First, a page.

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Silver on Sale! Silver-Gold Ratio Hits Highest Level in 27 Years

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The silver-gold ratio has hit levels not seen in more than 25 years.

The ratio pushed above 85 this week. To find a higher silver-gold ratio, you have to go all the way back to 1991. As Peter Schiff has said, “This is silver on sale.”

Currently, it takes about 85 ounces of silver to buy one ounce of gold. In simplest terms, it indicates that silver is at a bargain price.

Historically, the silver-gold ratio has been much lower. Geologists estimate that there are approximately 19 ounces of silver for every ounce of gold in the earth’s crust, with a ratio of approximately 11.2 ounces of silver to each ounce of gold that has ever been mined.

In 1792, the gold/silver price ratio was fixed by law in the United States at 15:1. France mandated a ratio of 15.5:1 in 1803. Faced with the challenges of a bi-metallic monetary system with fixed exchange rates and the aftermath of a worldwide financial crisis, the US Congress passed the Coinage Act of 1873. Following the lead of other Western nations, including England, Portugal, Canada, and Germany, this act formally demonetized silver and established a gold standard for the United States.

With silver playing a smaller role as a monetary metal, the silver-gold ratio gradually spread. The modern average over the last century is around 40:1.

When you look at the historic ratios, it’s pretty clear that 85 to 1 is way out of whack. As commodities analyst Jason Hamlin said in an article published by Seeking Alpha, “The gold-silver ratio has been one of the most reliable technical ‘buy’ indicators for silver, whenever the ratio climbs above 80.”

The strong dollar has pushed both the price of gold and silver lower over the last several months, but silver has dropped faster. Analysts say worry about the impact of the ongoing trade war on the global economy has suppressed the price of silver. Some investors view falling silver prices as a negative economic indicator. Since silver is an important industrial metal, as well as an investment metal, it is more sensitive to economic factors. If industrial output begins to slow, it can put downward pressure on the price of silver. Other industrial metals have also suffered in recent months. For instance, copper continues to hold near a one-year low as concerns that growing trade tensions will lower global economic growth.

Silver is much more volatile than gold due to its industrial role, but at its core, it is still a monetary metal and it tends to track relatively consistently with gold over time. When gold goes up, it almost always takes silver with it. When this dollar strength fades and inflation rears its ugly head, both metals will likely take off. At that point, history indicates silver will begin to close that gap with gold.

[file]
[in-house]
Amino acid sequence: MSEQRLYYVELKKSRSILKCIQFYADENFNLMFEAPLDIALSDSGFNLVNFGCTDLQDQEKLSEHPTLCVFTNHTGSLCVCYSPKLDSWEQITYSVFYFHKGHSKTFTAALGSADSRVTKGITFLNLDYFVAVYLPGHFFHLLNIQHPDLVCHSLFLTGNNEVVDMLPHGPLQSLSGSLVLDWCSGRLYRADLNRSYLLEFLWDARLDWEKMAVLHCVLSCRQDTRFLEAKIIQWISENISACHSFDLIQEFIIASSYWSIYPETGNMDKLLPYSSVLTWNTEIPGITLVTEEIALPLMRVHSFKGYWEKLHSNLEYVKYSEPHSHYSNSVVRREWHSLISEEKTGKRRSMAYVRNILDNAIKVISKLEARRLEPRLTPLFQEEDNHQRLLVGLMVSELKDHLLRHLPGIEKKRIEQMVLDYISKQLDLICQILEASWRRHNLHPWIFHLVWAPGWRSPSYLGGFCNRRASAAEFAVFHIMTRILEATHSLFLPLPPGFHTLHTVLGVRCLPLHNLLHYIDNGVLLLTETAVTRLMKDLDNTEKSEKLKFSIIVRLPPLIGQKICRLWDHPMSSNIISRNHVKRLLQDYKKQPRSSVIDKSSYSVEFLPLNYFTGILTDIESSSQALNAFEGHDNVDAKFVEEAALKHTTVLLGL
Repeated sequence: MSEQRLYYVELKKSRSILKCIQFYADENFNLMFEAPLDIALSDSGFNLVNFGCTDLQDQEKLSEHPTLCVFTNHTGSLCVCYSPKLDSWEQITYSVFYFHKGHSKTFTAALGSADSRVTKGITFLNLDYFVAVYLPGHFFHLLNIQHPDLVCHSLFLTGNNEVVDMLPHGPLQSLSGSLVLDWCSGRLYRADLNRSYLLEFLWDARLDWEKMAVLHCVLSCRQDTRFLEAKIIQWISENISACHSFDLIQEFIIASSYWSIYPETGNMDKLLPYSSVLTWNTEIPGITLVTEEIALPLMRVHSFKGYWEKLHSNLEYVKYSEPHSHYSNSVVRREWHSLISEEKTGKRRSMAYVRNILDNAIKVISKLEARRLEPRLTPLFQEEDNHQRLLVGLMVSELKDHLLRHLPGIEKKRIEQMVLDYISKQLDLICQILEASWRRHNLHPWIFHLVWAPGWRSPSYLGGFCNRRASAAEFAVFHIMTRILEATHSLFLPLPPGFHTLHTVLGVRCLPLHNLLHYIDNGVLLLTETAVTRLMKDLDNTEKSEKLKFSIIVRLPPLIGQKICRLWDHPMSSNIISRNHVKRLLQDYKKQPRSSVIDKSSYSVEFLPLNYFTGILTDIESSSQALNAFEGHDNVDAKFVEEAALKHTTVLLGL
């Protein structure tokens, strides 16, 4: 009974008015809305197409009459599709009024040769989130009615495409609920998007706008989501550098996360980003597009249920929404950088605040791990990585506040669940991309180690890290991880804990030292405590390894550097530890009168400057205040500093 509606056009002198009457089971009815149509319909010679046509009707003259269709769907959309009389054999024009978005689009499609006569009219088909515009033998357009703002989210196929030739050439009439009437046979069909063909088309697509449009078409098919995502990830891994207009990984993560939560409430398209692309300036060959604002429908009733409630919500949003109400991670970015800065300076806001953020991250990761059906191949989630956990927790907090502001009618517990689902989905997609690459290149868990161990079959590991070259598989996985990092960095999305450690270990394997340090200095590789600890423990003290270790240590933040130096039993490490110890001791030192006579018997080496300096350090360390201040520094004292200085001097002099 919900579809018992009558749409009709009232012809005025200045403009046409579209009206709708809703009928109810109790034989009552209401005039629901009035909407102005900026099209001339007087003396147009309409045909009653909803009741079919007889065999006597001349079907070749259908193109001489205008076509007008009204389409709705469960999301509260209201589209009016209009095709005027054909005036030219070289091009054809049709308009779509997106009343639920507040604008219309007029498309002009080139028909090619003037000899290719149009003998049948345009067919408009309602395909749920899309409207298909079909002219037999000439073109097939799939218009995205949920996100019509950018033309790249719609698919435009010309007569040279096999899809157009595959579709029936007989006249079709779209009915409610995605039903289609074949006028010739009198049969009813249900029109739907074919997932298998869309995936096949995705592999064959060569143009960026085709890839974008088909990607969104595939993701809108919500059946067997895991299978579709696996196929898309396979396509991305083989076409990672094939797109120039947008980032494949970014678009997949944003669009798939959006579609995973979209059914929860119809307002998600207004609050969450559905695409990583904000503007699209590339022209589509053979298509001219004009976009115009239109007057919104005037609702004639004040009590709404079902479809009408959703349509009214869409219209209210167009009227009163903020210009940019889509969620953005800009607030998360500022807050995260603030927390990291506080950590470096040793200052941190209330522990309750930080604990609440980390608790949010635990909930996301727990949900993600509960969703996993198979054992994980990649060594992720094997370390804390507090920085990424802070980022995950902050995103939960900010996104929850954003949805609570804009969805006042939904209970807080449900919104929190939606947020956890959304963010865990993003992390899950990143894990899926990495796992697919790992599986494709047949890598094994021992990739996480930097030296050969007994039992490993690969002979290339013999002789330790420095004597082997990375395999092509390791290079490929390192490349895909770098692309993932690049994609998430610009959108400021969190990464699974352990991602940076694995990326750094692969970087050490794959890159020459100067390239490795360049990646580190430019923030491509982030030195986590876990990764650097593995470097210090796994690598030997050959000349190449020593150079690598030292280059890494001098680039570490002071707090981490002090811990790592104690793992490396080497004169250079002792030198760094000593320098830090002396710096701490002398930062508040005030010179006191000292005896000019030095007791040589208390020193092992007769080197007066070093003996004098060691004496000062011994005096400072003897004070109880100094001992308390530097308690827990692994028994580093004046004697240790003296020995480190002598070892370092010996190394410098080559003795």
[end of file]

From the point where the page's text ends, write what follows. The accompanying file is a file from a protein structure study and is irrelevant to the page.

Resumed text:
Silver has hit an all-time high of $49 per ounce twice – in January 1980 and then again in April 2011. If you adjust that $49 high for inflation, you’re looking at a price of around $150 per ounce. In other words, silver has a long way to run up. As one analyst put it, “With the long-term downside potential of silver very low versus its current valuation, the risk/reward is one of the best investments on the planet.”

Hamlin said the high silver-gold ratio could signal an upcoming stock market crash.

The current gold-to-silver spike is happening absent a major crisis, as economic growth picks up and major stock indices hit new all-time highs. It looks a little reminiscent of the period from 1982 to 1987, leading up to the Black Monday stock market crash. The ratio also rose from 1988 to 1990, again leading into a major stock market correction.”

Of course, it’s impossible to predict the future, but the silver-gold ratio certainly indicates silver is at a bargain price right now. And the fundamentals look pretty good for the while metal. Analysts project industrial demand will continue to climb over the long term – especially in the green energy sector – and supply has become increasingly tight.

Obviously, you want to buy something when it is on sale. It’s pretty clear the silver-gold ratio is signaling silver is on sale. This might be a great time to buy silver.

Even if the global economy tanks and industrial demand for silver falls, that doesn’t mean the absolute price will drop. Investment demand for the white metal has historically climbed along with gold during economic downturns. Investment demand for silver has been extremely low over the last year or so. Even though the price spread between the two metals may remain wide, the price of silver will likely move upward along with gold if the economy unravels, even if it doesn’t climb as quickly as gold.

And at some point, the wide silver-gold ratio will likely close, giving silver a tremendous amount of potential upside in the future. As we’re reported, silver currently looks like a relatively low-risk high-reward bet.

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